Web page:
14

I'm trying to use setuid() and setgid() to set the respective id's of a program to drop privileges down from root, but to use them I need to know the uid and gid of the user I want to change to.

Is there a system call to do this? I don't want to hardcode it or parse from /etc/passwd .

Also I'd like to do this programmatically rather than using:

id -u USERNAME

Any help would be greatly appreciated

  • What's wrong with parsing /etc/passwd? – eduffy Jun 17 '09 at 20:10
  • 1
    I should have said, "I'd rather not parse /etc/passwd", since I suspected there was an easier way, and thanks to the answers, I've found it. – Evan Jun 17 '09 at 20:39
  • 11
    One thing wrong with parsing /etc/passwd is that the user names may not be stored there - they may be out on a directory server (LDAP, etc) somewhere. Another thing wrong is that it is already done for you, by getpwnam() et al. – Jonathan Leffler Jun 18 '09 at 0:34
21

Have a look at the getpwnam() and getgrnam() functions.

3

You want to use the getpw* family of system calls, generally in pwd.h. It's essentially a C-level interface to the information in /etc/passwd.

3
#include <sys/types.h>
#include <pwd.h>
#include <stdlib.h>
#include <unistd.h>
#include <stdio.h>

int main()
{
    char *username = ...

    struct passwd *pwd = calloc(1, sizeof(struct passwd));
    if(pwd == NULL)
    {
        fprintf(stderr, "Failed to allocate struct passwd for getpwnam_r.\n");
        exit(1);
    }
    size_t buffer_len = sysconf(_SC_GETPW_R_SIZE_MAX) * sizeof(char);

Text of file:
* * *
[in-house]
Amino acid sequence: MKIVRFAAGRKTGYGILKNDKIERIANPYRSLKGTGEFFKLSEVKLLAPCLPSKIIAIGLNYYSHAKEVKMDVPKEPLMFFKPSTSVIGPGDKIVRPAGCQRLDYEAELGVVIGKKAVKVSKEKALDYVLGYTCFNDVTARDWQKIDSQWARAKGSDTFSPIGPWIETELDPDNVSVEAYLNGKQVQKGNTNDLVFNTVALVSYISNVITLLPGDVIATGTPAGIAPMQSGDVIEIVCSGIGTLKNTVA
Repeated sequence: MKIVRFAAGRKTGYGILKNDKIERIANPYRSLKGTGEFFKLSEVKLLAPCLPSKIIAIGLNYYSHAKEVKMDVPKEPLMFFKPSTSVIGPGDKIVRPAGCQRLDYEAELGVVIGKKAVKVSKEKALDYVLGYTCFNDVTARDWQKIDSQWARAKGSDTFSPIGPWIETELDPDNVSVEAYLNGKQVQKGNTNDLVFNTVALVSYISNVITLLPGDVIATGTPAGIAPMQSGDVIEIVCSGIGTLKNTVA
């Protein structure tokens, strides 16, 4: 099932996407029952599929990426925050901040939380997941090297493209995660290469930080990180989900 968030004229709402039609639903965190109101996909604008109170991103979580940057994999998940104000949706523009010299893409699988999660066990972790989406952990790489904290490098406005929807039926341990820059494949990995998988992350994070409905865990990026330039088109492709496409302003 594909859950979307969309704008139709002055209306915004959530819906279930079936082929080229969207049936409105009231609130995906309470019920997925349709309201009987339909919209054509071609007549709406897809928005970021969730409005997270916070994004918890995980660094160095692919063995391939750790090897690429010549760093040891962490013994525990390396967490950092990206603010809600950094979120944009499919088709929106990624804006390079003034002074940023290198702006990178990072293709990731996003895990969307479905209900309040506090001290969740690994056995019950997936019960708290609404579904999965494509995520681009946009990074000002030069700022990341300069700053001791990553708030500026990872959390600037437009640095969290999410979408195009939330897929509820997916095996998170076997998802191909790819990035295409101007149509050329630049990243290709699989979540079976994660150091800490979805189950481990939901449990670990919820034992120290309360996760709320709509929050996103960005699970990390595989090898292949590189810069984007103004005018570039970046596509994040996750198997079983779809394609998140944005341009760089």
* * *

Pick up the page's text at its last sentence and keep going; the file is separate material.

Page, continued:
char *buffer = malloc(buffer_len);
    if(buffer == NULL)
    {
        fprintf(stderr, "Failed to allocate buffer for getpwnam_r.\n");
        exit(2);
    }
    getpwnam_r(username, pwd, buffer, buffer_len, &pwd);
    if(pwd == NULL)
    {
        fprintf(stderr, "getpwnam_r failed to find requested entry.\n");
        exit(3);
    }
    printf("uid: %d\n", pwd->pw_uid);
    printf("gid: %d\n", pwd->pw_gid);

    free(pwd);
    free(buffer);

    return 0;
}
  • You never free pwd or buffer - but why do you even bother to allocate pwd or buffer on the heap anyway – Siler Nov 7 '14 at 5:14
  • @Siler, I added the frees. I agree it can be done on the stack (the only caveat is to make sure sysconf(_SC_GETPW_R_SIZE_MAX) is not too big (it's unlikely to be on any realistic system). However, I'm not going to rewrite it for that. – Matthew Flaschen Nov 14 '14 at 6:39
  • This is great when you know the username, but is not a replacement for getuid(). – Jesse Chisholm Oct 19 '17 at 16:08
1

Look at getpwnam and struct passwd.

1

You can use the following code snippets:

#include <pwd.h>
#include <grp.h>

gid_t Sandbox::getGroupIdByName(const char *name)
{
    struct group *grp = getgrnam(name); /* don't free, see getgrnam() for details */
    if(grp == NULL) {
        throw runtime_error(string("Failed to get groupId from groupname : ") + name);
    } 
    return grp->gr_gid;
}

uid_t Sandbox::getUserIdByName(const char *name)
{
    struct passwd *pwd = getpwnam(name); /* don't free, see getpwnam() for details */
    if(pwd == NULL) {
        throw runtime_error(string("Failed to get userId from username : ") + name);
    } 
    return pwd->pw_uid;
}

Ref: getpwnam() getgrnam()

  • Details: should you use nullptr instead of NULL?; A good coding practice/style is to set the literal left of the variable: nullptr == grp in order to avoid issues if assigned instead of compared by mistake. – Adrian Maire Aug 15 at 14:39

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